$113 million for the Cooperative Conservation Initiative, $13 million over last year's $100 million request, to provide public land managers tools to partner with others in conservation projects.

                     A 50% capital gains tax exclusion for conservation easements and related sales by willing private sellers to qualified conservation organizations.

 

      To ensure cleaner, safer water, the President's budget provides:

 

         $200 million, a $20 million increase for state water pollution control programs.

         $105 million, a $12 million increase for drinking water state grants.

         Increases from $500 million to $1.2 billion the long-term revolving goal of the Drinking Water SRF, a level sufficient to close the drinking water infrastructure gap assuming economic growth.

         Increases from $2.0 billion to $2.8 billion the long-term revolving goal of the Clean Water State Revolving Fund, a level sufficient to close the wastewater infrastructure gap assuming economic growth. This will provide $21 billion in additional funding and finance 15,000 new projects over 20 years.

         $256 million, a $12 million increase, in the Department of Interior and the Army Corps of Engineers' budgets for environmental restoration and conservation work in the Everglades. This includes $40 million toward fulfilling the President's commitment to protect Big Cypress National Preserve from oil and gas development.

         $8 million for Puerto Rico drinking water treatment to address nation's most serious remaining drinking water problem. When all upgrades are complete, this will provide 1.4 million people with safer, cleaner drinking water.

         $20 million in EPA for 20 additional watershed pilot projects.

         $15 million for the newly authorized Great Lakes cleanup program.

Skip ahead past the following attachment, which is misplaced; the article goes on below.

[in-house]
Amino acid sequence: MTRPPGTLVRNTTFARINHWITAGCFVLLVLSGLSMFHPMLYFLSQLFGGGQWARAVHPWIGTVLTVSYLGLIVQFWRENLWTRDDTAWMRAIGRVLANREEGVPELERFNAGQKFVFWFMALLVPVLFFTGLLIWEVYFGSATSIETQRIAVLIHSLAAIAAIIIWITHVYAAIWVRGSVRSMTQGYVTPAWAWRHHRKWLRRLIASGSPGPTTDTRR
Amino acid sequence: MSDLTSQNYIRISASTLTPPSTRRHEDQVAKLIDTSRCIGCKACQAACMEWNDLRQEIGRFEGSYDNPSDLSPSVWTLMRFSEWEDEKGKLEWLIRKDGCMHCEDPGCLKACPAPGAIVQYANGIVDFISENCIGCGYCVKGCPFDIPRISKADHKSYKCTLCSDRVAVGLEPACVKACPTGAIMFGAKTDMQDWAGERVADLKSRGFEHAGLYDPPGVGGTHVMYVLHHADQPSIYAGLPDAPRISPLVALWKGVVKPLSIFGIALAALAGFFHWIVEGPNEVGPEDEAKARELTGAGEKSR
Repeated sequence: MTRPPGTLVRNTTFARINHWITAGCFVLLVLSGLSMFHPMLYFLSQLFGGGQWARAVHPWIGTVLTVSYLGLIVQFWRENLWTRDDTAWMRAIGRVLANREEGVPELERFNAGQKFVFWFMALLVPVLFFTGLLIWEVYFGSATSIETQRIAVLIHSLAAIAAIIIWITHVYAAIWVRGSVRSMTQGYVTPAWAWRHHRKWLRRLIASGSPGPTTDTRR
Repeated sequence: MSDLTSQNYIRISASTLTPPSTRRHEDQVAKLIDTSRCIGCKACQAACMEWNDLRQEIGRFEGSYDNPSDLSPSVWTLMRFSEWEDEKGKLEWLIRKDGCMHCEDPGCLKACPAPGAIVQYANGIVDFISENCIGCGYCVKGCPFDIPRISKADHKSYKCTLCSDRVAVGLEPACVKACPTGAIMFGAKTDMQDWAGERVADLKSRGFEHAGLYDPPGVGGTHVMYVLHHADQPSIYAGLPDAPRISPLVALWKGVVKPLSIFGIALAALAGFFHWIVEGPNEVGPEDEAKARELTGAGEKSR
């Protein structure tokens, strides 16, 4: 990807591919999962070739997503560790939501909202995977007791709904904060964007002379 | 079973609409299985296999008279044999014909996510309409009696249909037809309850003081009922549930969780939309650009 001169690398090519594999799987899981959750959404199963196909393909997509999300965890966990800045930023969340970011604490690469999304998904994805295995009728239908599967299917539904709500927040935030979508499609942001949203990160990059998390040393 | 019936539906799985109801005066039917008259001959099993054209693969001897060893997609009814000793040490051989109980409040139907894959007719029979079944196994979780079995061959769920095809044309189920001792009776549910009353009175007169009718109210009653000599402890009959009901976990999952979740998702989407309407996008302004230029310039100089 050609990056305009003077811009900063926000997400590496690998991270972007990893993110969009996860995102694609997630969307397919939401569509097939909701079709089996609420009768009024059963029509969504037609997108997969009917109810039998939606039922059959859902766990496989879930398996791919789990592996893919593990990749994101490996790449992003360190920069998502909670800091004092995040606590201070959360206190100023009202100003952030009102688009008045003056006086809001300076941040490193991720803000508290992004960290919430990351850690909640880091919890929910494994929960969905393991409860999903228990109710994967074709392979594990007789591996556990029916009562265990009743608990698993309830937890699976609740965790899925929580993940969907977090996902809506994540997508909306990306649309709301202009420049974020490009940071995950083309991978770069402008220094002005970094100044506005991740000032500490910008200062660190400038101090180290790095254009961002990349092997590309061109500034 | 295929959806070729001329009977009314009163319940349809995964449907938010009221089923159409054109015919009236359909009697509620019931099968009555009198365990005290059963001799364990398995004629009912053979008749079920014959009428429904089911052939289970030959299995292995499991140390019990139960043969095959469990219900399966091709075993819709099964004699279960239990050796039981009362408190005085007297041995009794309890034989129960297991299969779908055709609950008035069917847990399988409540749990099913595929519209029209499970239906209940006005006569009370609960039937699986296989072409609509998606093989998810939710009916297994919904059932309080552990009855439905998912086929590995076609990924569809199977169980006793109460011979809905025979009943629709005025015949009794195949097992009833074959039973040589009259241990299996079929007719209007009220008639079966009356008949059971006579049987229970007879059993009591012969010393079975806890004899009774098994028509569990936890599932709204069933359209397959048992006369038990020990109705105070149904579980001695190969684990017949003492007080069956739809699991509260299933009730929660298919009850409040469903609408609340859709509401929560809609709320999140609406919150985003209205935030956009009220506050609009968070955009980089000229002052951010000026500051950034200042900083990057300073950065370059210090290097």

$20 million for wetlands grants, including a $5 million increase for isolated wetlands.

 

                  To ensure cleaner lands, the President's budget provides:

 

                     $211 million for cleanup of brownfields, almost 130 percent higher than when President Bush took office. This includes $60 million, a $10 million increase for brownfields state grants.

                     $1.39 billion for the Superfund program, which includes a $150 million increase for Superfund cleanups. This will enable the program to address the remaining more complex and expensive cleanups, allowing 10-15 new construction starts in 2004 and 10 new completions by 2006.

                     $7.2 billion, a $244 million increase and the highest level ever, for the Department of Energy's Environmental Management program to accelerate hazardous and radioactive waste cleanup projects at federal facilities.

 

                                          To ensure a cleaner, healthier world community, the President's budget provides:

 

         $4.4 billion for federal climate-related programs, a commitment unmatched by any other nation. This includes a significant investment of $1.75 billion in climate change science research to address critical gaps of understanding our global climate system and $524 million in tax incentives to improve energy efficiency and reduce greenhouse gas emissions.

                     $500 million over the next four years for the Global Environment Facility, which is the primary financial mechanism for transferring energy and sequestration technologies from the developed to the developing world under the United Nations Framework Convention on Climate Change. The United States continues to be the largest donor to the Global Environment Facility (GEF), a multilateral fund that helps developing countries mitigate environmental problems with potential global impact.

 

-DOI-